How To Manage Multiple Projects

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Project managers dream of the day when they don’t have dozens of balls up in the air. In an ideal setting, leaders would only have to focus on one assignment in a given period to ensure that their staff have sufficient time and resources to tackle every challenge with aplomb.
This rarely happens, if at all. Project managers are usually tasked with the difficult job of monitoring production for multiple initiatives, which is beneficial from a production perspective as it ensures that everything will be completed as soon as possible.
You have to learn how to manage a few projects simultaneously if you want to be successful at every endeavor. To that end, our tips below will help you multitask and keep anything from failing because your attention was divided.
Sort by deadline
Projects make your life easier by telling you which ones need to be completed sooner rather than later. The deadline is your friend, as it lets you know which assignment should receive the lion’s share of the attention for the time being.
By prioritizing projects based on their due dates, you won’t be surprised when you’re supposed to have finished one. Make a list of deadlines and then build your schedule around that.
However, you have to be careful with this approach because you don’t want to spend all of your time focusing on one initiative. You need to spread your and your staff’s attention around so that you won’t have to start from scratch once you start working on something new.
Minimizing multiple risks
We’ve gone over the clear and hidden risks that can delay production or cause other problems. When you’re working on multiple projects, these dangers are amplified and you won’t have enough time to address them all individually.
In a report for the Project Management Institute, Marian Haus recently wrote that you have to learn how to share risks between projects and account for them during the planning phase. This allows you to eliminate challenges instead of having to deal with them midstream.
The ideal way to achieve this end is by looking for similar risks between assignments. Find shared issues so you can negate them in one fell swoop, which will keep you from having to repeat the same process multiple times.
Furthermore, you need to identify how one project will affect others. Will one require too much attention from your staff? Is a single assignment eating up the majority of your budget? Figuring out these risks in the earliest stages ensures that you can develop strategies for them.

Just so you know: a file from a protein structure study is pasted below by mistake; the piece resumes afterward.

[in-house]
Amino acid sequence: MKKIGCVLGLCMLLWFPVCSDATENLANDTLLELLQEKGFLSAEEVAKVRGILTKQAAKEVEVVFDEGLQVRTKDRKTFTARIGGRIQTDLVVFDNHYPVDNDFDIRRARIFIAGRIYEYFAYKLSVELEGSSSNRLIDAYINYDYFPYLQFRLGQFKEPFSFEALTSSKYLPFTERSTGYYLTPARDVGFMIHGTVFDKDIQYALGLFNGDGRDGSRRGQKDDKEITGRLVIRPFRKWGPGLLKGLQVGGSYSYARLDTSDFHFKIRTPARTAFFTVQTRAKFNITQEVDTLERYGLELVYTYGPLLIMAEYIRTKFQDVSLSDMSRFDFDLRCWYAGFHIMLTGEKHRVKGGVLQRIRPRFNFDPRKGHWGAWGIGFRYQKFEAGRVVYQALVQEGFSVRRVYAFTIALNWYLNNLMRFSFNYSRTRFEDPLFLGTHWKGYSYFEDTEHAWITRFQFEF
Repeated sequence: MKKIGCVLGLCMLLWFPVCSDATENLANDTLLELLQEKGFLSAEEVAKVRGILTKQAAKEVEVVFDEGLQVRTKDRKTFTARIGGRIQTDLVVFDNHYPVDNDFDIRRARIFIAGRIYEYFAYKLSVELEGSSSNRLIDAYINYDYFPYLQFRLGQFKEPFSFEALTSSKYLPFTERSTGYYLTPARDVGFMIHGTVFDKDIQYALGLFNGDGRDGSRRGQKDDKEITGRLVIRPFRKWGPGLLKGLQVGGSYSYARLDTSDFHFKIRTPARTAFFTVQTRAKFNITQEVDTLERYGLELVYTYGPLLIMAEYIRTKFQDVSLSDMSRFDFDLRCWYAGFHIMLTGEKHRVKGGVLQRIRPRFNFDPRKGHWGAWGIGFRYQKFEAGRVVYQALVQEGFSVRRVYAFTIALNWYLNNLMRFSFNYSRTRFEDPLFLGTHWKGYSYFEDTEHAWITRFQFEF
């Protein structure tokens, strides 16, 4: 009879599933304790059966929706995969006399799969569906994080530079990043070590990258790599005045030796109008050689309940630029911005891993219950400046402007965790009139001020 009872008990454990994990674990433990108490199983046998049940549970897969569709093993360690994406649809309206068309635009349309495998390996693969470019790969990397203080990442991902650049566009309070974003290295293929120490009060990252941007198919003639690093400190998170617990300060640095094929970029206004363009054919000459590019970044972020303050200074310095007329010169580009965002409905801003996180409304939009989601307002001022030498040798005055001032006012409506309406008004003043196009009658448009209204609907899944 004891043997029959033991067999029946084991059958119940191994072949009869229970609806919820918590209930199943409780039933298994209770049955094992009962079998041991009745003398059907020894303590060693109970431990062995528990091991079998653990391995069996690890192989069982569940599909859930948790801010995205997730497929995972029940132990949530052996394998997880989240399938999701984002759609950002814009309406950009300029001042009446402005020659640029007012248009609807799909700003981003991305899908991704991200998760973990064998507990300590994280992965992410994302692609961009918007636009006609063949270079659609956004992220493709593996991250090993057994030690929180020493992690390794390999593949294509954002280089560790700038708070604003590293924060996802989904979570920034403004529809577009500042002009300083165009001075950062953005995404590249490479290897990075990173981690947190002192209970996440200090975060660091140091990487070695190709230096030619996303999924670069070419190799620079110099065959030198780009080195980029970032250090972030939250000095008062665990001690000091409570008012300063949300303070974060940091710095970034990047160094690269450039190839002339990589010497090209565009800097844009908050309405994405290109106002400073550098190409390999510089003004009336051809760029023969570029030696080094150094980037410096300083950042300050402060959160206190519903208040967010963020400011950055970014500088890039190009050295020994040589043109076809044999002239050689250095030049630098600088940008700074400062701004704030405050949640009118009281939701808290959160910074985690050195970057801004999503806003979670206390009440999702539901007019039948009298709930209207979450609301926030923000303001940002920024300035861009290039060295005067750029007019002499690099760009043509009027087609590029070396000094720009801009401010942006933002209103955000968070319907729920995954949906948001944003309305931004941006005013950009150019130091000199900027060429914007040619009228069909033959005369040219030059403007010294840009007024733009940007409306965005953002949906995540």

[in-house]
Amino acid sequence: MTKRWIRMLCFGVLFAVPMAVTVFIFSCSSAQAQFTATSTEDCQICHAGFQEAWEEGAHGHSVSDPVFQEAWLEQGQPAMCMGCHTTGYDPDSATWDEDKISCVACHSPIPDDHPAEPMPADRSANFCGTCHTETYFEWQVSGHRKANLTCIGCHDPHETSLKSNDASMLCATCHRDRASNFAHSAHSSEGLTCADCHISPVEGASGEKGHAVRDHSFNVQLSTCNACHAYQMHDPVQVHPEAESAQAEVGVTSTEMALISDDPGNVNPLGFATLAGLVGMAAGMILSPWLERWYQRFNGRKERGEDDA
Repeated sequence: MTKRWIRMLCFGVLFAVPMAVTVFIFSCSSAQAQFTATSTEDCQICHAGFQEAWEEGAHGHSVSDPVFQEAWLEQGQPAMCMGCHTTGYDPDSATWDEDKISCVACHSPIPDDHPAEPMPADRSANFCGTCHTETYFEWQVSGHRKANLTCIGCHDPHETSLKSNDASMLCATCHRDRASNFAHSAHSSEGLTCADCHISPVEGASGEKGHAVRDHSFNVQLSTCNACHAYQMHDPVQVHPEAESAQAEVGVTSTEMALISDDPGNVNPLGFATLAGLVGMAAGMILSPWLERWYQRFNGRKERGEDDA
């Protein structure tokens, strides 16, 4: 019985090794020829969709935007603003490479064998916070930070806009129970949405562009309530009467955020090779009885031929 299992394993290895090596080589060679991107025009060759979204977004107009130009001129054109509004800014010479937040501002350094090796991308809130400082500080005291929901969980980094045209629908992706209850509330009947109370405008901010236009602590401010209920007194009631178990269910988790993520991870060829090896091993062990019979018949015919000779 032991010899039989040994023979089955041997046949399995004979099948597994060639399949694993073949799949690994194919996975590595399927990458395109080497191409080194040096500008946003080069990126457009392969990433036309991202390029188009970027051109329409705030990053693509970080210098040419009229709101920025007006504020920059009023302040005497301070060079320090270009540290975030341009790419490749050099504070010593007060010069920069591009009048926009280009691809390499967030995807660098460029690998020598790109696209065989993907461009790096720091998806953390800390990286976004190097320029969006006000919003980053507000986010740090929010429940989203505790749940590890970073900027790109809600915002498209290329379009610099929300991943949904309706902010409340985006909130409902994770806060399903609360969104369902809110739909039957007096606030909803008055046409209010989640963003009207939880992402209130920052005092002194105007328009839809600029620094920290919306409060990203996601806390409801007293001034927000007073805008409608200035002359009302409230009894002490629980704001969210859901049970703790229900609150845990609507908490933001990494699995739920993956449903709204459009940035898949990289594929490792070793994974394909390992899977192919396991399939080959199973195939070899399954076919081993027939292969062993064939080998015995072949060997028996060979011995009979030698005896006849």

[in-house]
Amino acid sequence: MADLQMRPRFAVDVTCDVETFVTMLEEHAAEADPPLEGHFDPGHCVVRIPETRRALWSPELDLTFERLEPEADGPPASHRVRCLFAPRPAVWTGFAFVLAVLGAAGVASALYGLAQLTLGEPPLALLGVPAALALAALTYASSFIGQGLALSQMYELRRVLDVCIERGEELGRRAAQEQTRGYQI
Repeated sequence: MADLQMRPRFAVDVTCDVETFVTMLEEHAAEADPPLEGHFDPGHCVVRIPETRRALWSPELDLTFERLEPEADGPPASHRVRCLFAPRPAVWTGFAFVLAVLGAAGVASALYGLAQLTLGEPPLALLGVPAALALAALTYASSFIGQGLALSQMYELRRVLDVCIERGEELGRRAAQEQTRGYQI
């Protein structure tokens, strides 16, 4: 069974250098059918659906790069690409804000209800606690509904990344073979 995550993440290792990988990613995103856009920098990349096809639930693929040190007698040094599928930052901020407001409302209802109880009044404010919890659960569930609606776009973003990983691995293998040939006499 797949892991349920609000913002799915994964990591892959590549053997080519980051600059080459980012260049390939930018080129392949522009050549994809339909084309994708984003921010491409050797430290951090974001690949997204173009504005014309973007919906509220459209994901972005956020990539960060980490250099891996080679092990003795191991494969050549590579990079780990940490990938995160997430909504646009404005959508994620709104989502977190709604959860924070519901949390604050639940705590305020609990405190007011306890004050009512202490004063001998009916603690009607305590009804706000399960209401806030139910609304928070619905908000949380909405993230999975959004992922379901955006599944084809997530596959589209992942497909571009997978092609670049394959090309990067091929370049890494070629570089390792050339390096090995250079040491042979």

Hold a conference with your entire team and discuss possible solutions for every problem. The collaborative method ensures that you’ll hear a wide range of ideas instead of using cookie-cutter plans that haven’t been created for your specific circumstances.
Buy yourself time
According to an article Kiron D. Bondale wrote for PM Hut, you can ease some of your stress and buy some time by searching for flexibility within a project. In some instances, constraints and requirements aren’t set in stone so they can be adjusted if you know how to ask.
The key is to communicate with stakeholders and go over whether you think a project’s timetable should be extended. Emphasize how important it is to ensure that you have sufficient resourcing in place in order to deliver high quality deliverables.
You need to explain how the delay would benefit your clients because they want their projects completed as soon as possible. Put yourself in their shoes so you can make your case and receive additional time.
Keep talking to the staff
Bondale also wrote about how important it is to communicate with your staff when there are multiple projects due. The workforce understands that there’s a great deal going on but need guidance from the project manager to clarify any issues.
You can’t afford to leave your staff in the dark. If  you don’t tell them about your strategies or keep them in the loop regarding deadlines and resourcing, everyone will become stressed and productivity will diminish. Regularly speak with your contributors and inform them about any updates that will affect their project. Even emails should be sufficient for enhancing communication during hectic periods.

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